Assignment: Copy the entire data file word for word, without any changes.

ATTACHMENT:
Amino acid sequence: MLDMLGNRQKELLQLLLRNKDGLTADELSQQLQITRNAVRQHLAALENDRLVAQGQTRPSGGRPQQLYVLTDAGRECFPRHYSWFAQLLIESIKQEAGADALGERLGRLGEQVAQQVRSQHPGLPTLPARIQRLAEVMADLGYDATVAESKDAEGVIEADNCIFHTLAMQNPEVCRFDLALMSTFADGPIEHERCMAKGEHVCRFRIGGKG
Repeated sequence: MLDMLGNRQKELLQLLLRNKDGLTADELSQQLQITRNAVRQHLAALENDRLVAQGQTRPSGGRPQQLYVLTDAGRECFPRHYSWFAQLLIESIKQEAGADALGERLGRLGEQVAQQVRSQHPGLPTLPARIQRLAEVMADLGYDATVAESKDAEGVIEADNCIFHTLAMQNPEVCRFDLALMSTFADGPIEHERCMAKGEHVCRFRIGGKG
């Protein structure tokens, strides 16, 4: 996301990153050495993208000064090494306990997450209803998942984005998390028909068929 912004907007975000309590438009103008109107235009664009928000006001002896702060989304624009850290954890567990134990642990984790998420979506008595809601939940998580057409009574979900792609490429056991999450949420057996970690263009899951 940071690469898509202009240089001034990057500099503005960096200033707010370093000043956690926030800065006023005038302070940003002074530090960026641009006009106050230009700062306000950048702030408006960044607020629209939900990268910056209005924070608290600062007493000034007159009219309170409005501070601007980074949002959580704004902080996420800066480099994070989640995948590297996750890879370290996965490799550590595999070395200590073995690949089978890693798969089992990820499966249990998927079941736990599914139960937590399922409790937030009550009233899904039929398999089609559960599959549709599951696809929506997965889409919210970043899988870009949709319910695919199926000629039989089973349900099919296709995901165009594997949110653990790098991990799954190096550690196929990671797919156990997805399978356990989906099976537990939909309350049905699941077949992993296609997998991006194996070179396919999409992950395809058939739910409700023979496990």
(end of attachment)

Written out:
Amino acid sequence: MLDMLGNRQKELLQLLLRNKDGLTADELSQQLQITRNAVRQHLAALENDRLVAQGQTRPSGGRPQQLYVLTDAGRECFPRHYSWFAQLLIESIKQEAGADALGERLGRLGEQVAQQVRSQHPGLPTLPARIQRLAEVMADLGYDATVAESKDAEGVIEADNCIFHTLAMQNPEVCRFDLALMSTFADGPIEHERCMAKGEHVCRFRIGGKG
Repeated sequence: MLDMLGNRQKELLQLLLRNKDGLTADELSQQLQITRNAVRQHLAALENDRLVAQGQTRPSGGRPQQLYVLTDAGRECFPRHYSWFAQLLIESIKQEAGADALGERLGRLGEQVAQQVRSQHPGLPTLPARIQRLAEVMADLGYDATVAESKDAEGVIEADNCIFHTLAMQNPEVCRFDLALMSTFADGPIEHERCMAKGEHVCRFRIGGKG
């Protein structure tokens, strides 16, 4: 996301990153050495993208000064090494306990997450209803998942984005998390028909068929 912004907007975000309590438009103008109107235009664009928000006001002896702060989304624009850290954890567990134990642990984790998420979506008595809601939940998580057409009574979900792609490429056991999450949420057996970690263009899951 940071690469898509202009240089001034990057500099503005960096200033707010370093000043956690926030800065006023005038302070940003002074530090960026641009006009106050230009700062306000950048702030408006960044607020629209939900990268910056209005924070608290600062007493000034007159009219309170409005501070601007980074949002959580704004902080996420800066480099994070989640995948590297996750890879370290996965490799550590595999070395200590073995690949089978890693798969089992990820499966249990998927079941736990599914139960937590399922409790937030009550009233899904039929398999089609559960599959549709599951696809929506997965889409919210970043899988870009949709319910695919199926000629039989089973349900099919296709995901165009594997949110653990790098991990799954190096550690196929990671797919156990997805399978356990989906099976537990939909309350049905699941077949992993296609997998991006194996070179396919999409992950395809058939739910409700023979496990």